It’s hard to say for whom it was the greater honour: for Philippe Jaroussky to be the very first singer ever at the Elbphilharmonie, or for Hamburg, and, on a larger scale, Germany, to have secured a musician of indisputable world class to open the new venue.
After a stony trail of mismanagement and miscalculations concerning the planning of the gargantuan project, the Elbphilharmonie was finally inaugurated. Accordingly, a great amount of pressure was on the shoulders of the NDR Elbphilharmonie Orchester and Thomas Hengelbrock, and also on that of the organisers. They had to balance introducing the hall as a public property, where everyone would be welcome and invited (the tickets for the two opening nights were all given away via a lottery), and creating an event that would be up to international standards in terms of performance, before an audience including our chancellor and other government officials, in an arena where the sound of the hall, designed by famed acoustician Yasuhisa Toyota, would be under public scrutiny. You can read more about his work here: [x]
Summary: it turns out you can’t please everybody. Some weren’t entirely happy with the sound (from a weird angle, as has been amended), some were overjoyed, some bemoaned the choice of pieces and composers. Actually, there was only one thing that drew unanimous consent: Mr. Jaroussky’s performance.
No matter what the general mood of the review, no one managed to find any fault in him. He was amazing. You don’t have to take me word for it; here’s…
… Die Welt, …
“Zum Glück werden die frühbarocken de Cavalieri- und Caccini-Solomadrigale von dem hinreißenden Philippe Jaroussky gesungen.”
[Luckily, the early baroque madrigals by de Cavalieri and Caccini are sung by the ravishing Philippe Jaroussky.]
… Die Zeit, …
“Als der Countertenor Philippe Jaroussky kurz vor der Pause die Arie Amarilli Mia Bella von Giulio Caccini singt, lediglich von einer Barockharfe begleitet, wirkt das Publikum zum ersten und einzigen Mal gebannt und betört, der angespannten Situation völlig entrückt.”
[Only right before the intermission, when the countertenor Philippe Jaroussky sings “Amarilli, mia bella” by Giulio Caccini, the audience seems to be spellbound and enraptured, completely set free from the tension.]
… FAZ, …
“Gute Sänger haben es gut: Wenn Countertenor Philippe Jaroussky mit seiner schmelzenden Zauberstimme den Renaissance-Schlager „Amarilli mia bella“ von Giulio Caccini hoch oben von Block L heruntersingt, sparsam begleitet von den glockig-zirpenden Stütztönen, die Barockharfenistin Margret Köll zuliefert, so wird das zum kulinarischen Hochgenuss.”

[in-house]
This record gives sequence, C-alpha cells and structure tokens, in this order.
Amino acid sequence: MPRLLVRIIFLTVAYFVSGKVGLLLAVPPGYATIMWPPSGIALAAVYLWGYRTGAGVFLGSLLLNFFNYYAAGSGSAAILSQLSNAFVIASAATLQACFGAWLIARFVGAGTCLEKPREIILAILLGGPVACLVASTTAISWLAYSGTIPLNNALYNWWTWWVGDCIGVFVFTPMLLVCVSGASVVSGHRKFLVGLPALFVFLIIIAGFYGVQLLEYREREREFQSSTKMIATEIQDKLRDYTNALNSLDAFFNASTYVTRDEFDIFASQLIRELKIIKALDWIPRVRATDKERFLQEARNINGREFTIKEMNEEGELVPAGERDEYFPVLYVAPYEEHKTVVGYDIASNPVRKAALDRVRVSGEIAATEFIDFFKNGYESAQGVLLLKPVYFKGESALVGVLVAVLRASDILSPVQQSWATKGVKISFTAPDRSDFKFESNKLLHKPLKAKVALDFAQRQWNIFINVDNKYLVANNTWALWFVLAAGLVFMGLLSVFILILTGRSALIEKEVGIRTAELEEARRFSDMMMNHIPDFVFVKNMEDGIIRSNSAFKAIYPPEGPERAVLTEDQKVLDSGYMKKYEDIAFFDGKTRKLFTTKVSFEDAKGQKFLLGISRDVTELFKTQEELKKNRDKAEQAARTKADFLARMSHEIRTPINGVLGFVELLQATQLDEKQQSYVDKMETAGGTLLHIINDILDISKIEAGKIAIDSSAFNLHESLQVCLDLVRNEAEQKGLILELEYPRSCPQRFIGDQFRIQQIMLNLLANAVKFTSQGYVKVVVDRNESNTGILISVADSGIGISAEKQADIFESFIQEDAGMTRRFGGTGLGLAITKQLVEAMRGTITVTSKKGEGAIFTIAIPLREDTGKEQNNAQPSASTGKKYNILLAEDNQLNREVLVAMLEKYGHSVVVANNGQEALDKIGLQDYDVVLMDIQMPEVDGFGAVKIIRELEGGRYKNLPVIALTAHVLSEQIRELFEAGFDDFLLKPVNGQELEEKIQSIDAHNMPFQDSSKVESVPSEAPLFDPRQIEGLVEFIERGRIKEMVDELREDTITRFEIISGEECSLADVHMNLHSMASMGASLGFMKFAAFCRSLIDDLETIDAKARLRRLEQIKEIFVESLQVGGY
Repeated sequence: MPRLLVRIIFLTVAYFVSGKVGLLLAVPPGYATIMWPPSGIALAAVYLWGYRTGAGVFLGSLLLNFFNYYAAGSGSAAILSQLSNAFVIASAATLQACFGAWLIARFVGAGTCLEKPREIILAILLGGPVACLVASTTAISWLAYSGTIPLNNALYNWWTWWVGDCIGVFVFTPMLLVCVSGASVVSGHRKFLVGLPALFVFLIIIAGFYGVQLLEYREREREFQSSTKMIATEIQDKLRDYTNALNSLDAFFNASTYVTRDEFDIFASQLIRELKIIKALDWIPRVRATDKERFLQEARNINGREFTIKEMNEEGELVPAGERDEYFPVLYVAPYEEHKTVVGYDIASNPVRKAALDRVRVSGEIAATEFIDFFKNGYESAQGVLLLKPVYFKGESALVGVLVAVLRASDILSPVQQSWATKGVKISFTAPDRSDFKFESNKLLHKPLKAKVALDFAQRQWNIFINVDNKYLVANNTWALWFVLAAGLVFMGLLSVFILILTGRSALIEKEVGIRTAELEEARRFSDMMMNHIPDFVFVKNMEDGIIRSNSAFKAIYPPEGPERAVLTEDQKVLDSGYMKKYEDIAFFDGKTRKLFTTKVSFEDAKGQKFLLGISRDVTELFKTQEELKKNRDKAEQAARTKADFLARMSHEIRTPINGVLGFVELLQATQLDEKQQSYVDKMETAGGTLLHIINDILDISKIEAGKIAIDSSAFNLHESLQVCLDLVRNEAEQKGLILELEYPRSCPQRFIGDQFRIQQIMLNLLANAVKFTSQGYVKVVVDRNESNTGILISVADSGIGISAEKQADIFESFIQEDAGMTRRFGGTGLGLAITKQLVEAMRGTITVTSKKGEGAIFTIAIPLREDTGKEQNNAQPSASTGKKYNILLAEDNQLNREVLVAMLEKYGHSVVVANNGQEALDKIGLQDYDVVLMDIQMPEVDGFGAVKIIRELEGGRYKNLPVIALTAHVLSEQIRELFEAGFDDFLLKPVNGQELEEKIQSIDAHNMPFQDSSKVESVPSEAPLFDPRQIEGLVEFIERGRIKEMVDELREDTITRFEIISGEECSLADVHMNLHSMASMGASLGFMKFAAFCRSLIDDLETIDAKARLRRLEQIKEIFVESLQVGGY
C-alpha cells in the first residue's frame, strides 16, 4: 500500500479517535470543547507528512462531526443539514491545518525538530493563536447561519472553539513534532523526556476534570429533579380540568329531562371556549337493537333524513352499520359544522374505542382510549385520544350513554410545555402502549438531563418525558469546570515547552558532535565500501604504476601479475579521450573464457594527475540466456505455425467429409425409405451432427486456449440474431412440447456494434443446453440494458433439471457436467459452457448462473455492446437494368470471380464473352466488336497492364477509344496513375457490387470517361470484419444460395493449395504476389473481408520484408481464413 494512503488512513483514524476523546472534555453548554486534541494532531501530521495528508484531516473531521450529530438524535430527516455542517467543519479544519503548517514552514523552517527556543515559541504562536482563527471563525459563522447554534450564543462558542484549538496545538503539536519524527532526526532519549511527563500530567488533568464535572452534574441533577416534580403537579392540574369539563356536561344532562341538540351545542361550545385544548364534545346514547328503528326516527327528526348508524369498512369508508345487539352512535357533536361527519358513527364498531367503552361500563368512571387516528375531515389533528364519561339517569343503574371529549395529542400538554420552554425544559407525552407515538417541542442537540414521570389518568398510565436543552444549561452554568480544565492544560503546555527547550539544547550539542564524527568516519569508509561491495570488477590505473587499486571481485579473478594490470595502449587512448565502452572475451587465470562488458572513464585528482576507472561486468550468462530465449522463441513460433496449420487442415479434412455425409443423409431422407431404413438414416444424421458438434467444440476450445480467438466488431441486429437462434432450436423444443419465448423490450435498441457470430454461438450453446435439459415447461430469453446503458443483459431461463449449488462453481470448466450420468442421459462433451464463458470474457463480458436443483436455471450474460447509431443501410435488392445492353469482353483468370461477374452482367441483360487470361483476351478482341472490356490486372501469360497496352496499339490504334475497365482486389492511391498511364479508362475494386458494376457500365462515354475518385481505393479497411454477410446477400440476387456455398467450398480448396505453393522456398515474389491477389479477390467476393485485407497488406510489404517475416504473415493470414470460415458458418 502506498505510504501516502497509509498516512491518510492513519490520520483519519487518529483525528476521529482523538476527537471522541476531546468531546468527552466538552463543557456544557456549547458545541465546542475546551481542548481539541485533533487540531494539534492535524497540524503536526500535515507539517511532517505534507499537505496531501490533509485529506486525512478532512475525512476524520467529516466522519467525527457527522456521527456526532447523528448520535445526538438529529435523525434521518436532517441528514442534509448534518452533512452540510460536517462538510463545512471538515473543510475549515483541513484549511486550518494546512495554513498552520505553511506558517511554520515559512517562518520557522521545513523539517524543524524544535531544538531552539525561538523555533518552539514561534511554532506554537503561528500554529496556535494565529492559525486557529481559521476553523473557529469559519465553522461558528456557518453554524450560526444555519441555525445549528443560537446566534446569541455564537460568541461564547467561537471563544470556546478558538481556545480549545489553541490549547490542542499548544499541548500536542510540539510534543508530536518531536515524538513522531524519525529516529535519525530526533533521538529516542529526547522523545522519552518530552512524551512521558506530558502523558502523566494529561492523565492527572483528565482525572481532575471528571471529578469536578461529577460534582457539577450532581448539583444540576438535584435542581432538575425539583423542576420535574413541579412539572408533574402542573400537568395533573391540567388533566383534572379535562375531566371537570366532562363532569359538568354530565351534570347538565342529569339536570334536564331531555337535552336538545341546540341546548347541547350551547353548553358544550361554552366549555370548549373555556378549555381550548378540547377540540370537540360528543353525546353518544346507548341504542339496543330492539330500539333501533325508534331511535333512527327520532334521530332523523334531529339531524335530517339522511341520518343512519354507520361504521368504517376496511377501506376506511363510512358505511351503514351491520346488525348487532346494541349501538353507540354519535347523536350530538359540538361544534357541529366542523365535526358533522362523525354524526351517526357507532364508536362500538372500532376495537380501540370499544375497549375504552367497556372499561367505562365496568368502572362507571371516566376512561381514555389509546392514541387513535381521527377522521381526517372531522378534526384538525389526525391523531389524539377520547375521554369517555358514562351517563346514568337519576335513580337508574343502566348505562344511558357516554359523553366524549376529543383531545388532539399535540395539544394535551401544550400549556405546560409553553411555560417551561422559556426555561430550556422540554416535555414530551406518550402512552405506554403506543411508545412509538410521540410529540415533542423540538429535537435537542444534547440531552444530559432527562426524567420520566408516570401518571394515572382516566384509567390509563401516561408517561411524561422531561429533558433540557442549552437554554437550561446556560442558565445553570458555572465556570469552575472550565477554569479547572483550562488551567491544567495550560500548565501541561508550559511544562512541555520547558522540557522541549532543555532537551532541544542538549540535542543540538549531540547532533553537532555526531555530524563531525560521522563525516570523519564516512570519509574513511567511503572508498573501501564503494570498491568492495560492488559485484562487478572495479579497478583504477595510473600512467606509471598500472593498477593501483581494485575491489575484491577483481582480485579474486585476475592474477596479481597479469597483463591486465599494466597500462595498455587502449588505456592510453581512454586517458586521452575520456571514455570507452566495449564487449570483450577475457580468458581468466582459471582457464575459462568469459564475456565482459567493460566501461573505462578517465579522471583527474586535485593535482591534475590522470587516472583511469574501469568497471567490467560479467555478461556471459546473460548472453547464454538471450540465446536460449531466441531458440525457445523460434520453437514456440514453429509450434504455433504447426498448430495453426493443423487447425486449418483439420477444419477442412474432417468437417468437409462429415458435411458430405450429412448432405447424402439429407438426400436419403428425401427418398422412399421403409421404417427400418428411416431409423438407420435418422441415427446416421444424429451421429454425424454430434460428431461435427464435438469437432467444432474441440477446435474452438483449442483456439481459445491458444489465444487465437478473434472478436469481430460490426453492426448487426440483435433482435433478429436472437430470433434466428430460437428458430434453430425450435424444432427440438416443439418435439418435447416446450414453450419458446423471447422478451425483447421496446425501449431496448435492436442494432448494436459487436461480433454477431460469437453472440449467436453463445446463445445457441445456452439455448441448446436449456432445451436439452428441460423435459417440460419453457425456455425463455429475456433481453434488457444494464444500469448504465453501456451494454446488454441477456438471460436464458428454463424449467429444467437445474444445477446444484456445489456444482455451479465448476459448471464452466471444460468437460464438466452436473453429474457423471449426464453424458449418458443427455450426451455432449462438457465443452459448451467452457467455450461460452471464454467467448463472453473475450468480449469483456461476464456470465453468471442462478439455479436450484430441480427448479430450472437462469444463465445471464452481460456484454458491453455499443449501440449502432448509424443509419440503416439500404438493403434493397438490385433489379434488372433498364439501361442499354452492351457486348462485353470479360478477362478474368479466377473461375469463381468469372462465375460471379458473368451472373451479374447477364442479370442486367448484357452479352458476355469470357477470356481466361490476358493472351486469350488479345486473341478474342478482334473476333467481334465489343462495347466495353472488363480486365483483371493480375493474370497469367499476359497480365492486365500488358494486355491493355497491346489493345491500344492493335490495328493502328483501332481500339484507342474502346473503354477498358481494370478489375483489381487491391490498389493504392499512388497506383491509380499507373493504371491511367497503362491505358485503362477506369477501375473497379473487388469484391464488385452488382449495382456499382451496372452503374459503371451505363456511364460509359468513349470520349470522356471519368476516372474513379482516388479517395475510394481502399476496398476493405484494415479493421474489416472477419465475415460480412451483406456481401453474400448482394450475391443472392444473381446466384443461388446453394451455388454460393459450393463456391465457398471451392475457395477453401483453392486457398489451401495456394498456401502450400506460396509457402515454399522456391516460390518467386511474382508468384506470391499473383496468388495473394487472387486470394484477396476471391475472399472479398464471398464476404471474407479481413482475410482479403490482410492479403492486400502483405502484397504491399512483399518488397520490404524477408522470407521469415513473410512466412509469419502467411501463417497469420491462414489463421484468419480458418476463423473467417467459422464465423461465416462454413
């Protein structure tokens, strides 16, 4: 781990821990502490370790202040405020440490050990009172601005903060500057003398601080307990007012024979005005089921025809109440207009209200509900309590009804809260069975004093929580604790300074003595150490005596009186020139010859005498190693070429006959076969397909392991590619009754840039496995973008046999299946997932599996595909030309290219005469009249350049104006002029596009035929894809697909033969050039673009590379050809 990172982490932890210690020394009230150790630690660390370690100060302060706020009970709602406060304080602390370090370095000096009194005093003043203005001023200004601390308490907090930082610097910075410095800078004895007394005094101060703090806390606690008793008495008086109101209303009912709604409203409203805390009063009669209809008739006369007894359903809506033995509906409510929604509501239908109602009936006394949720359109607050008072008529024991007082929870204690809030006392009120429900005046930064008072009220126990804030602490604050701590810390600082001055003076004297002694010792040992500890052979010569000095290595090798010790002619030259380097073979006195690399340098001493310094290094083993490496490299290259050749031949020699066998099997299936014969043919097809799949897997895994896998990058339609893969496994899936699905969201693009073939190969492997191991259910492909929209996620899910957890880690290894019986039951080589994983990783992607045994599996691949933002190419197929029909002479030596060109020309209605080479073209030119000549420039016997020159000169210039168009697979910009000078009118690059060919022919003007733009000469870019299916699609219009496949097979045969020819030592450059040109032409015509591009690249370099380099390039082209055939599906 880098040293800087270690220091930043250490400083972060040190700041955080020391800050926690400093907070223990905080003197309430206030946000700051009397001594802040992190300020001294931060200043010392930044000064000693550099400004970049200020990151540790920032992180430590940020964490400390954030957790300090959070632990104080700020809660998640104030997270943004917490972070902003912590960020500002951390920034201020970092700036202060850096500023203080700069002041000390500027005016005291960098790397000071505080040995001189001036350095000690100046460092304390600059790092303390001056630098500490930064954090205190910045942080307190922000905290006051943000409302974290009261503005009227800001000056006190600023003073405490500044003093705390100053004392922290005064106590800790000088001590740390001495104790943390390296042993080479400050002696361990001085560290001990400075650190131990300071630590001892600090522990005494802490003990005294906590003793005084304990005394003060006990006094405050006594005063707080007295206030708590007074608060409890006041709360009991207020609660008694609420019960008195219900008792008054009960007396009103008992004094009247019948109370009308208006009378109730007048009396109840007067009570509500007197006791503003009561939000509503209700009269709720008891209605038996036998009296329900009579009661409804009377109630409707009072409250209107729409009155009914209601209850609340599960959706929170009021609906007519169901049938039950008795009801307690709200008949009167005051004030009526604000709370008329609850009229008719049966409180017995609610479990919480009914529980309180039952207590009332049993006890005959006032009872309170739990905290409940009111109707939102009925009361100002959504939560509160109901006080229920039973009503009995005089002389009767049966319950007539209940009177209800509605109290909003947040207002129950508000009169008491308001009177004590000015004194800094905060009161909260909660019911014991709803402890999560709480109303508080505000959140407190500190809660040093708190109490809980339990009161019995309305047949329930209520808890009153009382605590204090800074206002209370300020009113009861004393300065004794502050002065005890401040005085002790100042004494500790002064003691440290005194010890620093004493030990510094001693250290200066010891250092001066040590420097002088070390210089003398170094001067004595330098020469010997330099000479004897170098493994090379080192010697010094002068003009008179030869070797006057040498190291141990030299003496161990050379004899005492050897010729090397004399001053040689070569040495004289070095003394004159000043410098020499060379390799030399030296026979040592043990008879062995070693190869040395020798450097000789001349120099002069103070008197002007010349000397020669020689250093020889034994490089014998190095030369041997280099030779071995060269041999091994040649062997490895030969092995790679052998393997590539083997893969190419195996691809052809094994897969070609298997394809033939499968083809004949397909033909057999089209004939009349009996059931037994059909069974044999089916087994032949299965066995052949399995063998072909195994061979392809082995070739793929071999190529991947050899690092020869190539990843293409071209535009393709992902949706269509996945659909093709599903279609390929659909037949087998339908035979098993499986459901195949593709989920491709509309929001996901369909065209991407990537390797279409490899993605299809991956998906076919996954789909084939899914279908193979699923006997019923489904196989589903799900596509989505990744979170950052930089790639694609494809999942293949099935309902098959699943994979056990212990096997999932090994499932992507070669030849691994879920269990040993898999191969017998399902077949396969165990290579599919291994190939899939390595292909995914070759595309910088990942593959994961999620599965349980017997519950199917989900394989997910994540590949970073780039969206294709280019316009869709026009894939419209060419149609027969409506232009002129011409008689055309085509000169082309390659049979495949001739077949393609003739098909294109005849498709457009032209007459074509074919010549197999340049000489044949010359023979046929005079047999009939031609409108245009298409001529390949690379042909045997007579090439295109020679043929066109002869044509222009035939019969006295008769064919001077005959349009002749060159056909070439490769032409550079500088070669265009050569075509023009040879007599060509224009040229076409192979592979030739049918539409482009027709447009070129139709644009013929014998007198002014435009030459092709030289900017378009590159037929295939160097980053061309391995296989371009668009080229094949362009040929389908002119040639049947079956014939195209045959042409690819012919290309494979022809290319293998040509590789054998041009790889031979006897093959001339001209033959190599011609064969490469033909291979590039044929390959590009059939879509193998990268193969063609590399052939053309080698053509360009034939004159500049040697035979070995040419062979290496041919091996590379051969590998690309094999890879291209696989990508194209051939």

[That’s good news for good singers: when countertenor Philippe Jaroussky, with his mellifluous enchanting voice, is singing the Renaissance evergreen “Amarilli mia bella” by Giulio Caccini, from high above at block L, sparingly accompanied by the bell-like, chirping sustaining notes provided by the Baroque harpist Margret Köll, it turns out to be a feast.]
and my personal favourite, ... Die Süddeutsche Zeitung
“… Wer aber Jaroussky schon an anderen Orten und unter schlechteren akustischen Bedingungen gehört hat, weiß, dass dieser Mann immer so gut singt: androgyn, distanziert und mit einer leichten Drohung in der Tonfärbung, irgendwo zwischen Sadismus und Exzess. Die Akustik Yasuhisa Toyota[s] ändert rein gar nichts an Jarousskys phänomenalem Können. Sie erlaubt es aber dem Konzertbesucher, jede noch so feine Nuance seines Gesangs zu hören. Das allein ist schon grandios.”
[… However, [anyone] who has listened to Jaroussky before, in other locations, and under worse acoustic circumstances, knows that this man always sings this well: androgynous, distanced, and with a slight menace to the colouring of his voice, somewhere between sadism and excess. Yasuhisa Toyota’s acoustics change nothing at all about Jaroussky’s phenomenal skill; however, it allows the listener to experience the slightest nuances of his singing, This alone is terrific.]
But hear for yourself!
Because I didn’t see it mentioned anywhere, let me add an extra credit because only the day before the inauguration, Jaroussky had sung the last performance of Alcina in Zürich – Ruggiero, a whale of a role. So, probably as the only one from the cast, he wasn’t allowed to party after the dernière but had to get ready for Hamburg without any break. Furthermore, I can only imagine what it means to sing as the very first singer at an event of that scale, and without the comforting blanket of an orchestra, knowing every shade of what you do is going to be perceptible, for good and for worse, by the roughly 2000 people in the live audience, and the audience following the live stream worldwide, with people zooming in on Google 3D – including many people who most likely will never have heard you before. In short: a true feat, and a memorable performance.
Let’s hope his glorious singing broke the spell of bad luck that was hovering above the project!
Finally, my own two cents: as a person from Stuttgart, I’d happily take roughly ten times an Elbphilharmonie (and counting) for a probably eternally unfinished Stuttgart 21.
You can still watch the stream! Head to the …